SCOUT FOR BUCKS
A February day when deer no longer feel pressured from hunting and the ground is covered with snow is a good time to get out in the woods and scout for tracks. Extra-large tracks reveal where mature males have survived the hunting season. Mark those areas as prime destinations for hunting next year, when those bucks will be even bigger.
CLUCK FOR MORE TOMS
The call hen turkeys make most often is a simple cluck, not the high-frequency yelp. The sound tells other turkeys, I’m here and all is well. Gobblers spooked by hunters’ loud, raucous yelping will often investigate a soft, clucking hen call. Cluck three or four times, then scratch a twig in the leaves to simulate the sound of a feeding turkey. Wait a few minutes, then repeat.
END MANTLE EMERGENCIES
Duct-taping a couple of replacement mantles to the side of your camping lantern is guaranteed to pay off, probably sooner than you think. Leave the mantles in their protective envelopes and secure them to the lantern under a couple of wraps of tape. You will always have mantles ready and will know exactly where they are the next time you need one.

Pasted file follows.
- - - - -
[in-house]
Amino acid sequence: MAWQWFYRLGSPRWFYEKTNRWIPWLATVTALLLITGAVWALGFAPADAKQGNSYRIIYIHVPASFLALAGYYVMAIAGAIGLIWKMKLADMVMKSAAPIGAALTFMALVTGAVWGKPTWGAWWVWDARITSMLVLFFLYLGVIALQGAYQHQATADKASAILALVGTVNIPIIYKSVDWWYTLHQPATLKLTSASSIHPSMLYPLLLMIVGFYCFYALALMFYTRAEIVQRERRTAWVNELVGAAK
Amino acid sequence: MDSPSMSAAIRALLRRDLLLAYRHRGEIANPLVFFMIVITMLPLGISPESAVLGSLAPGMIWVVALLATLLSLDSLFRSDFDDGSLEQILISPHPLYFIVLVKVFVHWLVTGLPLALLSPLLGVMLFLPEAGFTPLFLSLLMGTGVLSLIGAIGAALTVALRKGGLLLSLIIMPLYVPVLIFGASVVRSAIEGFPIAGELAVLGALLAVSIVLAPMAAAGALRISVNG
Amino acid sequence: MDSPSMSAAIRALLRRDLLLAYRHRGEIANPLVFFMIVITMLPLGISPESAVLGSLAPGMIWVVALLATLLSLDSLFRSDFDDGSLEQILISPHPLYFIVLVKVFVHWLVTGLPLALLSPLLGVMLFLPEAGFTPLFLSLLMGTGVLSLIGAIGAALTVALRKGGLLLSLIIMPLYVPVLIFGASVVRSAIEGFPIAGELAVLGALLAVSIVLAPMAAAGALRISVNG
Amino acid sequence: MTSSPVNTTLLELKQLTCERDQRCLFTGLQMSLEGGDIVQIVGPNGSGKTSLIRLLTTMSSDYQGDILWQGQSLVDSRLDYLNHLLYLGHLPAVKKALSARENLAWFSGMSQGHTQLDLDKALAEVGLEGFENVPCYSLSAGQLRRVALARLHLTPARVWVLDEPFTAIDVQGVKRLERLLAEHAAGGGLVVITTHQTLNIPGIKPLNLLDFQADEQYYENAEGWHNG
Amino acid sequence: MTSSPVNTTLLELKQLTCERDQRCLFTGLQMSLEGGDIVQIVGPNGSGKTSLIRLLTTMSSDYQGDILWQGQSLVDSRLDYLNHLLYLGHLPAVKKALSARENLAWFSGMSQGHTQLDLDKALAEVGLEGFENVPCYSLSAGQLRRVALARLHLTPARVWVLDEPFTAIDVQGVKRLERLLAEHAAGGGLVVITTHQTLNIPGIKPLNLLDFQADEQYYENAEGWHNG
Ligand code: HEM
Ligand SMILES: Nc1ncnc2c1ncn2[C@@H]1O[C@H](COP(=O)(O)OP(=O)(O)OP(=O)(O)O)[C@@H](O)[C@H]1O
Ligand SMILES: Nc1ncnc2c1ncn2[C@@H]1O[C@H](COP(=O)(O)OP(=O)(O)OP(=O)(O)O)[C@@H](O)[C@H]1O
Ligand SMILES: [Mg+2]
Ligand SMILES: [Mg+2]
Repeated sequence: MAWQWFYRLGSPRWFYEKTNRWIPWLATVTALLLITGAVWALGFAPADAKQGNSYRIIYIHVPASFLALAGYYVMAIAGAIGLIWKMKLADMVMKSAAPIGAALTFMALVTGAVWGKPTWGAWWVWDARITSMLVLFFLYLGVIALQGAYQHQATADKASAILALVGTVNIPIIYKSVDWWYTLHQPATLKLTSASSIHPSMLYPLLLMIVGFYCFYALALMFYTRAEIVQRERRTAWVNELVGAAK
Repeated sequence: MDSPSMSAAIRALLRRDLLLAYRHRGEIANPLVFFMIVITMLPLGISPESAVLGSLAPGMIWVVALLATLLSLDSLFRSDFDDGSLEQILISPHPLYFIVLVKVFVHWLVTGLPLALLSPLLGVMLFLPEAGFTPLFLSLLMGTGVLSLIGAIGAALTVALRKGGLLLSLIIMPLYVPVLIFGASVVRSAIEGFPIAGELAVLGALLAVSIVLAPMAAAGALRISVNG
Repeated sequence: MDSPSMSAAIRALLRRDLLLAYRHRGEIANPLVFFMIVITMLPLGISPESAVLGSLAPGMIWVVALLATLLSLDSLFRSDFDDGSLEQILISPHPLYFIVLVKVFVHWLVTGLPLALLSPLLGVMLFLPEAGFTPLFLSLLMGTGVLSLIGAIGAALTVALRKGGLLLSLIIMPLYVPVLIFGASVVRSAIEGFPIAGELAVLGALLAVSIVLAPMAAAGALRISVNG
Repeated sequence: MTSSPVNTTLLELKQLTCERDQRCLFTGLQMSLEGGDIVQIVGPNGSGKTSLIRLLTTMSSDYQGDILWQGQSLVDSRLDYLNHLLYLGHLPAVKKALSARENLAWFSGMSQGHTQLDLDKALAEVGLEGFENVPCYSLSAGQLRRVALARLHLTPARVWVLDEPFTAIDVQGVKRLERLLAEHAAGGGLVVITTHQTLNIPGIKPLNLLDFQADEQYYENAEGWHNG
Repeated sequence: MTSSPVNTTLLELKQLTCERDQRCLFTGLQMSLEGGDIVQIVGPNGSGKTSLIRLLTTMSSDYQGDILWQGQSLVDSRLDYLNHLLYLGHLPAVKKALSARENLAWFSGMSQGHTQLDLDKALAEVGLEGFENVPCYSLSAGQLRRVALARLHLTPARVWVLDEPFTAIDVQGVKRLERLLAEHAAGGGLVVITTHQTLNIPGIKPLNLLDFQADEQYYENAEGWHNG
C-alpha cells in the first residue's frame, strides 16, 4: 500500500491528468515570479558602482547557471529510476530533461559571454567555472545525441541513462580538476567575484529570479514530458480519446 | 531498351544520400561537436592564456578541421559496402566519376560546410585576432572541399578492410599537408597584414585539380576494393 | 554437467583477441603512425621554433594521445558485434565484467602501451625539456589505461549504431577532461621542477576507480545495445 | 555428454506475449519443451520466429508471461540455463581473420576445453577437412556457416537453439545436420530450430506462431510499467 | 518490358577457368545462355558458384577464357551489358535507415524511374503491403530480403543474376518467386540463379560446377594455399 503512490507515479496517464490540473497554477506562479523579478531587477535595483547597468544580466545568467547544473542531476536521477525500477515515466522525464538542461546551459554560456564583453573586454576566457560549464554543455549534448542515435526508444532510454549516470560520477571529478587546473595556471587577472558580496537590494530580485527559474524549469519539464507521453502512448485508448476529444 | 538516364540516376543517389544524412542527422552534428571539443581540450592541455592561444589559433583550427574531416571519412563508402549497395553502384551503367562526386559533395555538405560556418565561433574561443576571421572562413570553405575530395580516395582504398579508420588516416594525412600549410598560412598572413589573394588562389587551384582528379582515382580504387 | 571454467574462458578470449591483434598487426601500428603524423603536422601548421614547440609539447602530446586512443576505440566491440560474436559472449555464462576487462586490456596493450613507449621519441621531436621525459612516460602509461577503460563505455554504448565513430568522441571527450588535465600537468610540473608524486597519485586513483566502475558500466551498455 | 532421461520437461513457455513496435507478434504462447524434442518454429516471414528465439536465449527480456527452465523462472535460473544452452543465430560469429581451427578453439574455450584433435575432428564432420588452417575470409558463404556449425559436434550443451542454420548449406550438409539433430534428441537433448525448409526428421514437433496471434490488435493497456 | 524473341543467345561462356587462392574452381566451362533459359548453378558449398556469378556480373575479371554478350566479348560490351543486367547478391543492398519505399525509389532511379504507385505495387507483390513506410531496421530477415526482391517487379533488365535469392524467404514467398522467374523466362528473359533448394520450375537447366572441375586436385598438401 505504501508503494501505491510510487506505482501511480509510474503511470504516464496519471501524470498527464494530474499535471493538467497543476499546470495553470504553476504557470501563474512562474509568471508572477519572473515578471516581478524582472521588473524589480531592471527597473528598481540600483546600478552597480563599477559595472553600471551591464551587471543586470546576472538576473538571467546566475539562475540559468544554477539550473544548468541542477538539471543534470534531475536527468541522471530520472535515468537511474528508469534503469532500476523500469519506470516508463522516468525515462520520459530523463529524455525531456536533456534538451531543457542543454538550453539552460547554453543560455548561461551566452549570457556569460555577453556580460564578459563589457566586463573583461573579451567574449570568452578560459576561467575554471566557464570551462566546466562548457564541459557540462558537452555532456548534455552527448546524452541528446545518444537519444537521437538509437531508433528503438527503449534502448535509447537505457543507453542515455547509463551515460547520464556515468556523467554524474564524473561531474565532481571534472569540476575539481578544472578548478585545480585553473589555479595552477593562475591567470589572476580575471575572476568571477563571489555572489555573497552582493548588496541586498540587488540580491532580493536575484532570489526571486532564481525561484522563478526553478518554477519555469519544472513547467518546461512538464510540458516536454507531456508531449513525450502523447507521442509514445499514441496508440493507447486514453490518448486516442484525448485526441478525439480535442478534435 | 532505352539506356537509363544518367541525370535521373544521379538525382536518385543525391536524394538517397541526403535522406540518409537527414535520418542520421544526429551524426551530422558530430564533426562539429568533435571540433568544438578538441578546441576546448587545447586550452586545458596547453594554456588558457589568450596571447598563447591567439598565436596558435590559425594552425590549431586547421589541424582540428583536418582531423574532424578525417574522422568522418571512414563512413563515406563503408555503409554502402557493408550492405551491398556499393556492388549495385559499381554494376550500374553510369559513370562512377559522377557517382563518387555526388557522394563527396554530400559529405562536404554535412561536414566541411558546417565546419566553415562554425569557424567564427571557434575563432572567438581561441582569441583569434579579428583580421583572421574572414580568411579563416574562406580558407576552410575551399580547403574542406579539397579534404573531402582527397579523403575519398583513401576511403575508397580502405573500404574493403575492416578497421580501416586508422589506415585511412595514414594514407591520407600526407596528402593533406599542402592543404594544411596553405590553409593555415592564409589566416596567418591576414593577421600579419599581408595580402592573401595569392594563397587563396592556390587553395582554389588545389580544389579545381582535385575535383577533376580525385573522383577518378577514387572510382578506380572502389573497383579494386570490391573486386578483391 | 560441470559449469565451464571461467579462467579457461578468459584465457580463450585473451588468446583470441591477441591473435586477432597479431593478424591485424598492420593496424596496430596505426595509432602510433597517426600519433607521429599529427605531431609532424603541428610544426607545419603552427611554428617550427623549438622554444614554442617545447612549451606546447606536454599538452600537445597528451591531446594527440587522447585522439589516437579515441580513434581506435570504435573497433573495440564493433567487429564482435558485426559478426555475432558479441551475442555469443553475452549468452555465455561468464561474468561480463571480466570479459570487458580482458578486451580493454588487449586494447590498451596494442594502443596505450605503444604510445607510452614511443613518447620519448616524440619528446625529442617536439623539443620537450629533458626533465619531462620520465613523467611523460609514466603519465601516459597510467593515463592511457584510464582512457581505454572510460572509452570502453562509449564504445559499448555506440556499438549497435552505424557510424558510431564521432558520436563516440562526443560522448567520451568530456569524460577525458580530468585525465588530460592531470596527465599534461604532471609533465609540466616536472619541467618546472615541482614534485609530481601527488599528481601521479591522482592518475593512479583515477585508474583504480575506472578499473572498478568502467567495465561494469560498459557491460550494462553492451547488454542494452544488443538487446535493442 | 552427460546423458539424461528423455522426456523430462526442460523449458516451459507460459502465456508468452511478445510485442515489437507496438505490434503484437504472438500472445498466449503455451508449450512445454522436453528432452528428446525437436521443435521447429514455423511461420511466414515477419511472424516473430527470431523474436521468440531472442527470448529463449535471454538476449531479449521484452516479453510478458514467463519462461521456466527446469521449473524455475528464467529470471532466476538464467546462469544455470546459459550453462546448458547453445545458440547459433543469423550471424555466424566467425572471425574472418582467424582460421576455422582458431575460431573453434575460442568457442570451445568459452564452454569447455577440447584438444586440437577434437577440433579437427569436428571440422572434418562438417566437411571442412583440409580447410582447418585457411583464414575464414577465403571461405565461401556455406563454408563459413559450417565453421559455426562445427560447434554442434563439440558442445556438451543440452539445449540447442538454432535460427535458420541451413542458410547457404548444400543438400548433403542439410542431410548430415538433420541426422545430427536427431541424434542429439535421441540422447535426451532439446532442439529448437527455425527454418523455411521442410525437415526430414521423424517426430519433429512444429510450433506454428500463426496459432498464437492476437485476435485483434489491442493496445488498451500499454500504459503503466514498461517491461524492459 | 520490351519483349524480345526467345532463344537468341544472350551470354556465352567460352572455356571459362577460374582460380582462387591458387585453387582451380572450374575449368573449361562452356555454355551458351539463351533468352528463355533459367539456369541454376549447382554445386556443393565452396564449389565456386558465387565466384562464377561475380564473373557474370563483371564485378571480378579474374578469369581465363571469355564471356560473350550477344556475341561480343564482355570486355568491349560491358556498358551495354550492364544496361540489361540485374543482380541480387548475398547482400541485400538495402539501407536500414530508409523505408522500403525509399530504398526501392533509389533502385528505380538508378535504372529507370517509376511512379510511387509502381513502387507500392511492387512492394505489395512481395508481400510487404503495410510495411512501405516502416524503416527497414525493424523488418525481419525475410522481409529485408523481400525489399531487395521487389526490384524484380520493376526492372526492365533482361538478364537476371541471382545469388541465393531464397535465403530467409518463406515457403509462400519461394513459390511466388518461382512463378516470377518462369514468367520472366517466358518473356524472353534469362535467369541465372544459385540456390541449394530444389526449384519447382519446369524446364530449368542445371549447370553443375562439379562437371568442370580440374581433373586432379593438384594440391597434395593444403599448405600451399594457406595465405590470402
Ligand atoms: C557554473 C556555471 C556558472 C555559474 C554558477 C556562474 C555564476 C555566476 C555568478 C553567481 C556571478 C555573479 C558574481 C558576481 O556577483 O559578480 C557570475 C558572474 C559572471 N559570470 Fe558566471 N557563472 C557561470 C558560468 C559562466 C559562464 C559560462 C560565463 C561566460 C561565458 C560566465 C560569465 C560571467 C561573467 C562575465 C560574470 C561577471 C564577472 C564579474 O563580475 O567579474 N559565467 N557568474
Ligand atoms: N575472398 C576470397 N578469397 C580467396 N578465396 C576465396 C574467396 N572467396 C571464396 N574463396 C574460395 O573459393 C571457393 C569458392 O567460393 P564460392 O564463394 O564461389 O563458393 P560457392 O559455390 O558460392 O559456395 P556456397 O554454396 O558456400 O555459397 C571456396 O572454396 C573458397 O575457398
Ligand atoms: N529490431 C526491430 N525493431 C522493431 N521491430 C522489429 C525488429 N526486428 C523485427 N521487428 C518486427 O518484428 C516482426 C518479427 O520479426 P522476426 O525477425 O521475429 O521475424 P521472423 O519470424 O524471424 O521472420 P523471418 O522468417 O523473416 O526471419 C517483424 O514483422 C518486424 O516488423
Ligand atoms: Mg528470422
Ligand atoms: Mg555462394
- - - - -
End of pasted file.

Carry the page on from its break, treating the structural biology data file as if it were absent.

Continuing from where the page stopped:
FIND FISH UNDER ICE
Battery-operated flasher-type depthfinders used for boating work equally well through the ice. Use one to find dropoffs, old streambeds, and deep holes where fish congregate when wintering under the frozen surface. With a little practice you can recognize hard, soft, and rocky bottoms based on the thickness of the flasher signal.
“PACK” YOUR EGGS
To save space and keep eggs from getting crushed on camping trips, break them into clean, plastic screw-top jars before you go. A dozen eggs without shells will fit into a large plastic peanut butter jar. Packed in this manner, they’ll stay fresh for a week when kept in a shaded, cool spot. Pour slowly and the eggs will plop out one at a time.